After the Liverpool Care Pathway – What next for people with dementia?

Scientific Title: After the Liverpool Care Pathway - What next for people with dementia?

Lead Investigator: Professor Steve Iliffe
Institution: University College London
Grant type: Project grant 
Duration: 18 months
Amount: £82,439
Start Date: October 2014 
End Date: March 2016

What was the project, and what did the researchers do?

Administration of end of life care for people with dementia is often of poor quality, with little recognition of how to manage pain or help the person to be comfortable. . Studies suggest that many healthcare practitioners from both palliative and dementia specialties lack the confidence to provide quality end of life care for people with dementia. The Liverpool Care Pathway was a guide for professionals for the delivery of care for people in the final hours and days of their lives, however this guide has since been removed due to findings that there were failures in how the pathway was being used. Since this removal, it became clear that there was a gap in the guidance for practitioners when it came to end of life care, leaving those providing this care to people with dementia without guidelines or even a reference for good quality care. 

Using data from interviews with family members who were primary carers for people with dementia the researchers investigated what was important to carers in end of life care. They then used these as a reference, with advice from practitioners, to develop a set of guidelines for care of people with dementia. Lastly, these 'rules of thumb' were tested and evaluated in collaboration with practitioners in real life settings. 

In order to collect information about the concerns of both carers and health care professionals, the researchers conducted focus groups with former carers and practitioners. Following these focus groups the key messages were identified and the findings were used to create flowcharts outlining guidelines for end of life care, as identified by the participants. These guidelines were evaluated and refined by a further working group made up of health and social care practitioners, family carers and members of the research team.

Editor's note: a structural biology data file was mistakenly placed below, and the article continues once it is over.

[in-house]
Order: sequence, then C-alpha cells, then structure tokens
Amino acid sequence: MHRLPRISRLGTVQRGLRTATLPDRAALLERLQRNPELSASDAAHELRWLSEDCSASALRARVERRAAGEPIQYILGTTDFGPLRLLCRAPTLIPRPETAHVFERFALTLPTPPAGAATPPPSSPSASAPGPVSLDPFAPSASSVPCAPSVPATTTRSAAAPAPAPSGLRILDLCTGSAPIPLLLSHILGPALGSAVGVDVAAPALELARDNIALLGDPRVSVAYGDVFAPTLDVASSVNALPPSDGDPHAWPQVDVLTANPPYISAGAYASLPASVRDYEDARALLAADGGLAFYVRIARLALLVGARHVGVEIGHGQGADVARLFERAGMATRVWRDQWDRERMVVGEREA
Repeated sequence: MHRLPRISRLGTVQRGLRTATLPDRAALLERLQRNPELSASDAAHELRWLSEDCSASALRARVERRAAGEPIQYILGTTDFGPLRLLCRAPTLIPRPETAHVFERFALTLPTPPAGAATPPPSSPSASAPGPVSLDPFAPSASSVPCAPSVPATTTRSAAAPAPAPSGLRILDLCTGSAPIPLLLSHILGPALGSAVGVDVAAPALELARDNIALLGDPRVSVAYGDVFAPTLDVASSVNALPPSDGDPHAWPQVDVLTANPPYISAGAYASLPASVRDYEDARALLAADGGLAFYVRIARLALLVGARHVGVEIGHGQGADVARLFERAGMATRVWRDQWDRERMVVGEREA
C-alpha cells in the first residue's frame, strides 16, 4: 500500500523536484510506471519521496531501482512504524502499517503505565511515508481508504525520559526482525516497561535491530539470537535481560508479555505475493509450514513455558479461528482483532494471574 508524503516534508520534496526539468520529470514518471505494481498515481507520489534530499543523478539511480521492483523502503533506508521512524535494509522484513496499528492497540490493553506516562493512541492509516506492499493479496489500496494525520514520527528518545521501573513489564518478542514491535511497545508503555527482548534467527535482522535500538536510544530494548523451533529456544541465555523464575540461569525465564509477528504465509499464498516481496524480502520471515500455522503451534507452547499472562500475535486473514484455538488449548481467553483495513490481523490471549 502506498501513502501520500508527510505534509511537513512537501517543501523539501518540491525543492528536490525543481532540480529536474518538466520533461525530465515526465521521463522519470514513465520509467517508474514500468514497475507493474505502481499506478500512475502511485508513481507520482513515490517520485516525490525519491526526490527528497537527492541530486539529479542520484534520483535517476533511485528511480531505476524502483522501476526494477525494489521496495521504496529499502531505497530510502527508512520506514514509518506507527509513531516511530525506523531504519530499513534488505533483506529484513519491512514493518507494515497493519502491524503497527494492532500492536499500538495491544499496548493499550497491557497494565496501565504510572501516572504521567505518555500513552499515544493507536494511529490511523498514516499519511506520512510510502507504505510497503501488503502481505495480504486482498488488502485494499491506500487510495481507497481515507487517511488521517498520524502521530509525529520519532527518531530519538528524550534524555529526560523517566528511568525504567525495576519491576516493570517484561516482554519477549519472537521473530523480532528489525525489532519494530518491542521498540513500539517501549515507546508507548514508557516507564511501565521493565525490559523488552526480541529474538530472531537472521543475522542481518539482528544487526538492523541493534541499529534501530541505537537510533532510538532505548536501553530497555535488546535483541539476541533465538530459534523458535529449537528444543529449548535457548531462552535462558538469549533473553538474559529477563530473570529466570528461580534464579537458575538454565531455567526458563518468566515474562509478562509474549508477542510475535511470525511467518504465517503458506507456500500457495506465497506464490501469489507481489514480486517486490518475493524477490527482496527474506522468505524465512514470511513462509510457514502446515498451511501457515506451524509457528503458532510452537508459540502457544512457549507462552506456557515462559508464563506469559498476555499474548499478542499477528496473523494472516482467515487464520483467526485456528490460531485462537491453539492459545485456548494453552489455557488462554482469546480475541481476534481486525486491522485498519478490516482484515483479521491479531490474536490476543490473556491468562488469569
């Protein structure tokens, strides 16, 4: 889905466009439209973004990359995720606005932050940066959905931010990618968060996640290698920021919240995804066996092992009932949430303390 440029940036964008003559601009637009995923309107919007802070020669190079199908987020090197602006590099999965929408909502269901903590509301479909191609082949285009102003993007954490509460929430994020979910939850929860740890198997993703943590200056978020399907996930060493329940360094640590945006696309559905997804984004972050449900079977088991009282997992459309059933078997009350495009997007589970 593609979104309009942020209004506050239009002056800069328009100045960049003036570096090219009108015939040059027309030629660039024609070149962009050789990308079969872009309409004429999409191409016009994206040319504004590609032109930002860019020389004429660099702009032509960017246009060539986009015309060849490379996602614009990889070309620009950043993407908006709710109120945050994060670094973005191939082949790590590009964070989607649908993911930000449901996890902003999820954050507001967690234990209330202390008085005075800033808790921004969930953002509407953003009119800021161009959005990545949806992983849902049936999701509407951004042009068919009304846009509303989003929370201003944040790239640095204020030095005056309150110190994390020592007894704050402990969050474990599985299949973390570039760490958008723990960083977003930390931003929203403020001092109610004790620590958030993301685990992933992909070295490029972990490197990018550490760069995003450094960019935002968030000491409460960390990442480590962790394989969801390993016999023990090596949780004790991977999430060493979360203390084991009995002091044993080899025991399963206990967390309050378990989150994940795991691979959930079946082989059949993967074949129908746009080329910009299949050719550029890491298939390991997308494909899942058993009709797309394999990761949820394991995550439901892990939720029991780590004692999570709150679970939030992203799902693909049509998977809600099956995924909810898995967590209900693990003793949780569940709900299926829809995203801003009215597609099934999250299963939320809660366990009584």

The end of life guidelines were then put in to practice in a hospital ward and a general practice, as well as by a community nursing team and two palliative care community teams. Practitioners were encouraged to use the rules of thumb as a framework when providing end of life care for a period of six months.  

What were the key results and how will this benefit people with dementia?

An initial literature review identified six broad areas of difficult decision-making in providing end of life care for people with dementia. These were: 1) difficulties with swallowing and problems with eating, 2) agitation/comfort, 3) ending life sustaining medical treatment, 4) personhood, 5) stopping routine care (i.e. bathing and turning of a bed bound person), and 6) communication between practitioners. 

The rules of thumb developed by the researchers in response to the findings of the literature review and focus groups were developed into four flow charts giving guidance to practitioners. These helped them to work out the correct response to eating and swallowing difficulties, agitation and restlessness, reviewing treatments and interventions, and providing routine care at the end of life. 

The rules of thumb developed in this study are the first of their kind to be developed for end of life care for people with dementia. They offer a novel approach and address issues that many practitioners struggle with. Importantly, they are also designed to be practical and easy to follow. Feedback from the practitioners involved in the study stated that they found it a helpful guidance and reminder tool, which also served as a prompt to open communication with families and family carers surrounding end of life care. These guidelines could provide the support system of practitioners, family carers and family members of people with dementia nearing the end of their life with a level of confidence and reassurance, allowing for a better end of life experience for people with dementia.